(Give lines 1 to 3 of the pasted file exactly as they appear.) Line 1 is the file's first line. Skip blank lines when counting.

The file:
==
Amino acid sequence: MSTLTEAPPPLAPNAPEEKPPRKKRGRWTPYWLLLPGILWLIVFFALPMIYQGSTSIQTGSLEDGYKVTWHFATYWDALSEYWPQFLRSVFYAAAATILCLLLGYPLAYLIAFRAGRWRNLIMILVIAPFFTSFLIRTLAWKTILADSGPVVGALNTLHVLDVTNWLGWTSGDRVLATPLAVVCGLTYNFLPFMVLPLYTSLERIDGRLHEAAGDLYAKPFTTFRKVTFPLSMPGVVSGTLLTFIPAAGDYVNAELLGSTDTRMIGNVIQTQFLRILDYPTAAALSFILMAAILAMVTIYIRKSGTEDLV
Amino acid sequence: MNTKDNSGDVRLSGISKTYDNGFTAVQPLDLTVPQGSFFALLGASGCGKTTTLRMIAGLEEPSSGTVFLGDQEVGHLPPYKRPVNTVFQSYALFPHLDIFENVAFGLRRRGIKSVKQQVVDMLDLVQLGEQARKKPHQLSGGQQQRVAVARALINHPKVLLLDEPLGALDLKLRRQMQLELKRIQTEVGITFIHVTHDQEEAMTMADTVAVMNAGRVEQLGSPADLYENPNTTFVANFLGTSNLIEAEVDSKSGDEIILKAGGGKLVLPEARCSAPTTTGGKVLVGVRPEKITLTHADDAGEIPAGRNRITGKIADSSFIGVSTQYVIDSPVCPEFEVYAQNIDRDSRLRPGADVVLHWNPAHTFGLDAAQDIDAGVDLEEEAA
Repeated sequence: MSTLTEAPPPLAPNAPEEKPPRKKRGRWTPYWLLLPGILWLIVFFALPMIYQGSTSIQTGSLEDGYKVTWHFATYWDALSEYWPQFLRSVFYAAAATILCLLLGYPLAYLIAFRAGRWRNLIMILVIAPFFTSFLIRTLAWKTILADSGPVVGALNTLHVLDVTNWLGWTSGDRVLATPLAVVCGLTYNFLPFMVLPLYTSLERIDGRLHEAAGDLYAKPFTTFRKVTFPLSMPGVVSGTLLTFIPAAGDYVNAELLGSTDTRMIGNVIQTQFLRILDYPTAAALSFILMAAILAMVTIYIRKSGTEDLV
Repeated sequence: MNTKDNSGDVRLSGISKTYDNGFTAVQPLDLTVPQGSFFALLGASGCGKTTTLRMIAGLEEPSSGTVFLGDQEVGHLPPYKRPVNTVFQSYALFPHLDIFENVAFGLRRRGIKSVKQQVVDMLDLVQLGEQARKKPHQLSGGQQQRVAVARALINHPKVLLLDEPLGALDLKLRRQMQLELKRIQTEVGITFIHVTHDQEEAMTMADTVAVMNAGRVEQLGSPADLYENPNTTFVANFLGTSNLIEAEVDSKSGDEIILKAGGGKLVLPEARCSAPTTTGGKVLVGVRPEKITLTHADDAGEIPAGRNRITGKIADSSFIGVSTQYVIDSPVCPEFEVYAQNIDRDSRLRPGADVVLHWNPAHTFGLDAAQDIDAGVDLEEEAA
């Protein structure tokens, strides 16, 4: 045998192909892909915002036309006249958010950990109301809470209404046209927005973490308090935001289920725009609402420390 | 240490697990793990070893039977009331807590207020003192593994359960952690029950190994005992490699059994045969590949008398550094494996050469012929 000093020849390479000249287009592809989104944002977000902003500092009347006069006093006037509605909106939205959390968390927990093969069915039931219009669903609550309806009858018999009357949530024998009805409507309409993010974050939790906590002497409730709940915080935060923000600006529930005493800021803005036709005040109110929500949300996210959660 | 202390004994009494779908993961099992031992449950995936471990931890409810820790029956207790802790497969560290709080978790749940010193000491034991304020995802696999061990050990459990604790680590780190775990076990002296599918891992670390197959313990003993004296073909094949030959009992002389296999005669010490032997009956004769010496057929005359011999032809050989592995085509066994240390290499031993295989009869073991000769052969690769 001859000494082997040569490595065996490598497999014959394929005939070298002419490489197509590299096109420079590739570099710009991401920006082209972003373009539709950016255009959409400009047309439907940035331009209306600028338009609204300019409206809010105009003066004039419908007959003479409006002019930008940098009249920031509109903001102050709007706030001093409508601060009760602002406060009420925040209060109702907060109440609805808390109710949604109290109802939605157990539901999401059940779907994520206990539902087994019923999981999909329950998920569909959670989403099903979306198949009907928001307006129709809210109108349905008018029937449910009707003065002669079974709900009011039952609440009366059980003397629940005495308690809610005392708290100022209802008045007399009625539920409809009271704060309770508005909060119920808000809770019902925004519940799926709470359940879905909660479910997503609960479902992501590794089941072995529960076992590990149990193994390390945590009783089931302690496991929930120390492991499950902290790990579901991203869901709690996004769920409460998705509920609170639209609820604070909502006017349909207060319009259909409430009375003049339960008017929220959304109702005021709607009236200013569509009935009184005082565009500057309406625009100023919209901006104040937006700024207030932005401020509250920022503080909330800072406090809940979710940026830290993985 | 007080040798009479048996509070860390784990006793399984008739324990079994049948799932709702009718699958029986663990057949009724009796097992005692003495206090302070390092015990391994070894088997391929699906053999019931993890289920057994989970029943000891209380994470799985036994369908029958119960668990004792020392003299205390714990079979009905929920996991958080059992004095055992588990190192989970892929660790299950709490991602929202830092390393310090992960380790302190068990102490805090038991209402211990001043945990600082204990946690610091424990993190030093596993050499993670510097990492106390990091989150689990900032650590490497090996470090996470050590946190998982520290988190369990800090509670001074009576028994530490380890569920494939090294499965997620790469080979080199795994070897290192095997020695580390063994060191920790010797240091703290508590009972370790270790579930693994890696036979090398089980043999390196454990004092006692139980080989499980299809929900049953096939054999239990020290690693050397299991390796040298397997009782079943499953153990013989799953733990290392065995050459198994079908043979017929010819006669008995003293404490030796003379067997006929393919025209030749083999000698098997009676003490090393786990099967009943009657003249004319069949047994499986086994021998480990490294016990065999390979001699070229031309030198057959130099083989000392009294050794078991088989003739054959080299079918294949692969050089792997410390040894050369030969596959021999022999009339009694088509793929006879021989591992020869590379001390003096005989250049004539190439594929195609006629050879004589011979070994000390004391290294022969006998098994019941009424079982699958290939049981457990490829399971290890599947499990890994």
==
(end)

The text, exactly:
Amino acid sequence: MSTLTEAPPPLAPNAPEEKPPRKKRGRWTPYWLLLPGILWLIVFFALPMIYQGSTSIQTGSLEDGYKVTWHFATYWDALSEYWPQFLRSVFYAAAATILCLLLGYPLAYLIAFRAGRWRNLIMILVIAPFFTSFLIRTLAWKTILADSGPVVGALNTLHVLDVTNWLGWTSGDRVLATPLAVVCGLTYNFLPFMVLPLYTSLERIDGRLHEAAGDLYAKPFTTFRKVTFPLSMPGVVSGTLLTFIPAAGDYVNAELLGSTDTRMIGNVIQTQFLRILDYPTAAALSFILMAAILAMVTIYIRKSGTEDLV
Amino acid sequence: MNTKDNSGDVRLSGISKTYDNGFTAVQPLDLTVPQGSFFALLGASGCGKTTTLRMIAGLEEPSSGTVFLGDQEVGHLPPYKRPVNTVFQSYALFPHLDIFENVAFGLRRRGIKSVKQQVVDMLDLVQLGEQARKKPHQLSGGQQQRVAVARALINHPKVLLLDEPLGALDLKLRRQMQLELKRIQTEVGITFIHVTHDQEEAMTMADTVAVMNAGRVEQLGSPADLYENPNTTFVANFLGTSNLIEAEVDSKSGDEIILKAGGGKLVLPEARCSAPTTTGGKVLVGVRPEKITLTHADDAGEIPAGRNRITGKIADSSFIGVSTQYVIDSPVCPEFEVYAQNIDRDSRLRPGADVVLHWNPAHTFGLDAAQDIDAGVDLEEEAA
Repeated sequence: MSTLTEAPPPLAPNAPEEKPPRKKRGRWTPYWLLLPGILWLIVFFALPMIYQGSTSIQTGSLEDGYKVTWHFATYWDALSEYWPQFLRSVFYAAAATILCLLLGYPLAYLIAFRAGRWRNLIMILVIAPFFTSFLIRTLAWKTILADSGPVVGALNTLHVLDVTNWLGWTSGDRVLATPLAVVCGLTYNFLPFMVLPLYTSLERIDGRLHEAAGDLYAKPFTTFRKVTFPLSMPGVVSGTLLTFIPAAGDYVNAELLGSTDTRMIGNVIQTQFLRILDYPTAAALSFILMAAILAMVTIYIRKSGTEDLV